top of page

What is autism?

Autism is not a mental health condition or learning disability, although these can occur alongside. Autism is a type of neurodivergence, meaning:

  • differences in learning & thinking

  • differences in feeling

  • differences in speech, language, and communication needs

  • diversity of the human mind

  • differences in attention and cognition

  • neurological differences

  • differences in sensory processing

The top of a child's head who is lying on a wooden floor with their hands on a red heart

Autistic people are often multiply Neurodivergent, meaning they can also be dyslexic, dyspraxic, and ADHD for example.

LANGUAGE: Autistic person? Person with autism?

"Person with autism" - person-first language

"Autistic person" - identity-first language

A young child has their back to the camera standing on a road that is painted as a rainbow - red, orange, yellow, blue, violet

Here is what you need to know: the general consensus is that the majority of Autistic people prefer identity-first language; so "Autistic person" rather than "person has autism / person with autism". This is about human rights and undoing the societal stigma that Autistic people have faced for decades. The disclaimer here is that not every single Autistic person prefers identity-first language, and so we always want to honour the individual's preference. Not sure? Just ask the person.

1. Why is the preference "Autistic?" 

Identity-first language makes it clear that being Autistic is an inherent part of a person's identity. in the same way you would say "Chinese person" or "gay person" - not "person with Chinese" or "person with gayness". It's about empowerment and is a radical shift from how society has viewed Autistic people. It's about social justice and challenging the ableist and stigmatising narratives that have sought to cure Autistic people from "their autism". It is imperative professionals use the language that autistic people prefer and listen to Autistic people.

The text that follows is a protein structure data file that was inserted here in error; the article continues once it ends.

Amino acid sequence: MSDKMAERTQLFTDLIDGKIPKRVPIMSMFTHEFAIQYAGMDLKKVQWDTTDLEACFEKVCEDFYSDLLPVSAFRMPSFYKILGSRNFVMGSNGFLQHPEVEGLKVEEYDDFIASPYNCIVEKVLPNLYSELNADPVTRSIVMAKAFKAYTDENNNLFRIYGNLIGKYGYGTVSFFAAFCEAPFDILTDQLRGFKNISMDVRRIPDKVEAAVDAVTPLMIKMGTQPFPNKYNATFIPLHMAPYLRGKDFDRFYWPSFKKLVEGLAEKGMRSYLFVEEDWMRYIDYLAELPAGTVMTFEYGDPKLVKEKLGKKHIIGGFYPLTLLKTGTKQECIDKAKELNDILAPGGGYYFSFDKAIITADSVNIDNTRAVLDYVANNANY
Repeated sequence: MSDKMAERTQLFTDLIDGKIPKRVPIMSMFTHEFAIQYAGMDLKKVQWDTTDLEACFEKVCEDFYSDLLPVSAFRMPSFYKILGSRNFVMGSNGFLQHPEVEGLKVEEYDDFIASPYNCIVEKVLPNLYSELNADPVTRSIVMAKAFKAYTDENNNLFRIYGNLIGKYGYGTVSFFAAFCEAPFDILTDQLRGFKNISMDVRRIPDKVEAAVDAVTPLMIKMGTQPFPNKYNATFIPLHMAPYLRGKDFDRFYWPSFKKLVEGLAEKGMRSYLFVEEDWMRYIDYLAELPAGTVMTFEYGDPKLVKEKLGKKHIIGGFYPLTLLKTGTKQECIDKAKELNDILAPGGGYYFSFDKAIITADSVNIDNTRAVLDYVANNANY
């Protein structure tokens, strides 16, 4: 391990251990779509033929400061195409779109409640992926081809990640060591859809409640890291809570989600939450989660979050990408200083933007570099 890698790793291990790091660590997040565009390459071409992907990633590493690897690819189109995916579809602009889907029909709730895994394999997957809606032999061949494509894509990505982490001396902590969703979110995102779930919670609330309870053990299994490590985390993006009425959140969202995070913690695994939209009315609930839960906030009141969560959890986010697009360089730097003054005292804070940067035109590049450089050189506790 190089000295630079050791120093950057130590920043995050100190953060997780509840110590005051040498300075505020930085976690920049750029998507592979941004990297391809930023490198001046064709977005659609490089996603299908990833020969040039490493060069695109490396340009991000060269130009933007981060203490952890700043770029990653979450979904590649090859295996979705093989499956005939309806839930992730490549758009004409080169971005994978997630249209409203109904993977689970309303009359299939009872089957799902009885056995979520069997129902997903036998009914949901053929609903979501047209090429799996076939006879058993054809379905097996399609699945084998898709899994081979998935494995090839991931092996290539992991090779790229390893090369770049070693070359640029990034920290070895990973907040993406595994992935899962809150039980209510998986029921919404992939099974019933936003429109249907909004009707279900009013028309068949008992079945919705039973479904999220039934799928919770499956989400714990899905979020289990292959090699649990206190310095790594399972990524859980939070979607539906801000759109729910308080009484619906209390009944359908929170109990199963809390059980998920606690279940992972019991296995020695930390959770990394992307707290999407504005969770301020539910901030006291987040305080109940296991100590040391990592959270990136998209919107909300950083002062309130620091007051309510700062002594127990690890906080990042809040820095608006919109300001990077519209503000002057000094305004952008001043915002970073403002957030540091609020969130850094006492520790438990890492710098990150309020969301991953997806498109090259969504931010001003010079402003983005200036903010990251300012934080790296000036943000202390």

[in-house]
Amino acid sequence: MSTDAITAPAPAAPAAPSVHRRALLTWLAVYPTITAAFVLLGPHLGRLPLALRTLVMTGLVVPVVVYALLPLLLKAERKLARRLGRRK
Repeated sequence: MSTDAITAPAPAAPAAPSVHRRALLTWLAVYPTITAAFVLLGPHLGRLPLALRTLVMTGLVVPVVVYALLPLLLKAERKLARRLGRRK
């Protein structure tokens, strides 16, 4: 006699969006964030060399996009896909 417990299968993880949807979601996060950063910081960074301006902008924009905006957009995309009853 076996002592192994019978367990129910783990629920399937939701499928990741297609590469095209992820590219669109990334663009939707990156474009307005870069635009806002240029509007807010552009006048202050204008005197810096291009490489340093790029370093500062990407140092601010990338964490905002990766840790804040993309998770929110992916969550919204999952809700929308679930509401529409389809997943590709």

2. How do we know this? What's the research?

LANGUAGE: Shifting away from the Medical Model

Language is powerful. It shapes people's beliefs. Deficit labels continue to stigmatise Autistic people. The medical model of disability views autism as something that needs to be fixed andtreated. Historically autism has always been viewed through a medical model whereby professionals treat it, fix it, correct it (just with health conditions). 

The Neurodiversity Paradigm has its roots in a Social Model of disability and is radically different to a medical model. It's actually the environment that disables people. The social / neurodiversity paradigm focuses on removing barriers in society that exclude and oppress neurodivergent people.

  • impairments / deficits

  • autism levels e.g. 1-3

  • severe / mild autism

  • functioning labels (high, low)

  • symptoms

  • person with autism

  • attention seeking

  • challenging behaviour

  • challenges / difficulties

  • autistic person

  • characteristics

  • traits

  • strengths / needs

  • disabled / disability

Multi coloured autism infinity symbol
Medical Model
bottom of page